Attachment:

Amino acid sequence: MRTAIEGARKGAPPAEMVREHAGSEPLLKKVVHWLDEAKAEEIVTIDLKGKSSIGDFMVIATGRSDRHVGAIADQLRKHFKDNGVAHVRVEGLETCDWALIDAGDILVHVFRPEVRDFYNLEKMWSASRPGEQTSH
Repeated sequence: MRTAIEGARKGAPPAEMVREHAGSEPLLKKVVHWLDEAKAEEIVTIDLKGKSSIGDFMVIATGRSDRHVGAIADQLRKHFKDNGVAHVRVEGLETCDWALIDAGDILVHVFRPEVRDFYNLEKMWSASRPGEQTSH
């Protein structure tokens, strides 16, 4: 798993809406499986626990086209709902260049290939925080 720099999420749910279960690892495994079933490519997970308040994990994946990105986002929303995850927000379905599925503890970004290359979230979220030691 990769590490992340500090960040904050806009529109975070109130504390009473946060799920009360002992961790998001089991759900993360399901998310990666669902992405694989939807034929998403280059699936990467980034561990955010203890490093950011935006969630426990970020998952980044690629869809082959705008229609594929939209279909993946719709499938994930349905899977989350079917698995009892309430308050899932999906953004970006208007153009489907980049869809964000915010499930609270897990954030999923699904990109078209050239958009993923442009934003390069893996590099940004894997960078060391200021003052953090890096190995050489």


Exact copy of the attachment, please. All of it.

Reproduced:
Amino acid sequence: MRTAIEGARKGAPPAEMVREHAGSEPLLKKVVHWLDEAKAEEIVTIDLKGKSSIGDFMVIATGRSDRHVGAIADQLRKHFKDNGVAHVRVEGLETCDWALIDAGDILVHVFRPEVRDFYNLEKMWSASRPGEQTSH
Repeated sequence: MRTAIEGARKGAPPAEMVREHAGSEPLLKKVVHWLDEAKAEEIVTIDLKGKSSIGDFMVIATGRSDRHVGAIADQLRKHFKDNGVAHVRVEGLETCDWALIDAGDILVHVFRPEVRDFYNLEKMWSASRPGEQTSH
């Protein structure tokens, strides 16, 4: 798993809406499986626990086209709902260049290939925080 720099999420749910279960690892495994079933490519997970308040994990994946990105986002929303995850927000379905599925503890970004290359979230979220030691 990769590490992340500090960040904050806009529109975070109130504390009473946060799920009360002992961790998001089991759900993360399901998310990666669902992405694989939807034929998403280059699936990467980034561990955010203890490093950011935006969630426990970020998952980044690629869809082959705008229609594929939209279909993946719709499938994930349905899977989350079917698995009892309430308050899932999906953004970006208007153009489907980049869809964000915010499930609270897990954030999923699904990109078209050239958009993923442009934003390069893996590099940004894997960078060391200021003052953090890096190995050489």